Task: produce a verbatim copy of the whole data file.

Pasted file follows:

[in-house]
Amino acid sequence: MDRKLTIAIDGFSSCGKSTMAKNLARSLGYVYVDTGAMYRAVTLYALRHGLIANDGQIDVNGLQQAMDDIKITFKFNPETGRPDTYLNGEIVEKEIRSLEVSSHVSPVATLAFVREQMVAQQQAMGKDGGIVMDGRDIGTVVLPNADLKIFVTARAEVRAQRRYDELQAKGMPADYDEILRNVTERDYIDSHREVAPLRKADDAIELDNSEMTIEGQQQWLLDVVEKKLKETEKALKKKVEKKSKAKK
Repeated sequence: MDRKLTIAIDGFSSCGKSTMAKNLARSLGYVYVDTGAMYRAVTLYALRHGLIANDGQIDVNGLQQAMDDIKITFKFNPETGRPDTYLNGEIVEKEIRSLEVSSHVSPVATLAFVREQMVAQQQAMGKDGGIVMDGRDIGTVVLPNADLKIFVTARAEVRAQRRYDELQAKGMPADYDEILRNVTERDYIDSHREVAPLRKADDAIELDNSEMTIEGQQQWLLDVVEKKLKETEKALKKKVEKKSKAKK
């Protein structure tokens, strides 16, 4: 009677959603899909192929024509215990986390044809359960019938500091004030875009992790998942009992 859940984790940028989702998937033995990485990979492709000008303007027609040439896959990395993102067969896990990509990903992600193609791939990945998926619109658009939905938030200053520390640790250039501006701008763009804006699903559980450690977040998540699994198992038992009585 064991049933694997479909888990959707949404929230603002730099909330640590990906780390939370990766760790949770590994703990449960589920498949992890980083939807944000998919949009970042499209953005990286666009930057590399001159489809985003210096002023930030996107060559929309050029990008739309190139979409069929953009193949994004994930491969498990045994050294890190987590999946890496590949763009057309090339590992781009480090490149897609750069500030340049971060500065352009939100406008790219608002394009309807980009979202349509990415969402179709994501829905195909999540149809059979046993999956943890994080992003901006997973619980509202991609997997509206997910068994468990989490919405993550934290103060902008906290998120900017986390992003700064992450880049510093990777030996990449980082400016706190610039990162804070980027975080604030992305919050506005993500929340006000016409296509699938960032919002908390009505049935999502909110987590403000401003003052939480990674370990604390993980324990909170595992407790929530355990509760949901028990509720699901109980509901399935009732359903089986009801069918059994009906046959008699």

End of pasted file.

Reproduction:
[in-house]
Amino acid sequence: MDRKLTIAIDGFSSCGKSTMAKNLARSLGYVYVDTGAMYRAVTLYALRHGLIANDGQIDVNGLQQAMDDIKITFKFNPETGRPDTYLNGEIVEKEIRSLEVSSHVSPVATLAFVREQMVAQQQAMGKDGGIVMDGRDIGTVVLPNADLKIFVTARAEVRAQRRYDELQAKGMPADYDEILRNVTERDYIDSHREVAPLRKADDAIELDNSEMTIEGQQQWLLDVVEKKLKETEKALKKKVEKKSKAKK
Repeated sequence: MDRKLTIAIDGFSSCGKSTMAKNLARSLGYVYVDTGAMYRAVTLYALRHGLIANDGQIDVNGLQQAMDDIKITFKFNPETGRPDTYLNGEIVEKEIRSLEVSSHVSPVATLAFVREQMVAQQQAMGKDGGIVMDGRDIGTVVLPNADLKIFVTARAEVRAQRRYDELQAKGMPADYDEILRNVTERDYIDSHREVAPLRKADDAIELDNSEMTIEGQQQWLLDVVEKKLKETEKALKKKVEKKSKAKK
């Protein structure tokens, strides 16, 4: 009677959603899909192929024509215990986390044809359960019938500091004030875009992790998942009992 859940984790940028989702998937033995990485990979492709000008303007027609040439896959990395993102067969896990990509990903992600193609791939990945998926619109658009939905938030200053520390640790250039501006701008763009804006699903559980450690977040998540699994198992038992009585 064991049933694997479909888990959707949404929230603002730099909330640590990906780390939370990766760790949770590994703990449960589920498949992890980083939807944000998919949009970042499209953005990286666009930057590399001159489809985003210096002023930030996107060559929309050029990008739309190139979409069929953009193949994004994930491969498990045994050294890190987590999946890496590949763009057309090339590992781009480090490149897609750069500030340049971060500065352009939100406008790219608002394009309807980009979202349509990415969402179709994501829905195909999540149809059979046993999956943890994080992003901006997973619980509202991609997997509206997910068994468990989490919405993550934290103060902008906290998120900017986390992003700064992450880049510093990777030996990449980082400016706190610039990162804070980027975080604030992305919050506005993500929340006000016409296509699938960032919002908390009505049935999502909110987590403000401003003052939480990674370990604390993980324990909170595992407790929530355990509760949901028990509720699901109980509901399935009732359903089986009801069918059994009906046959008699």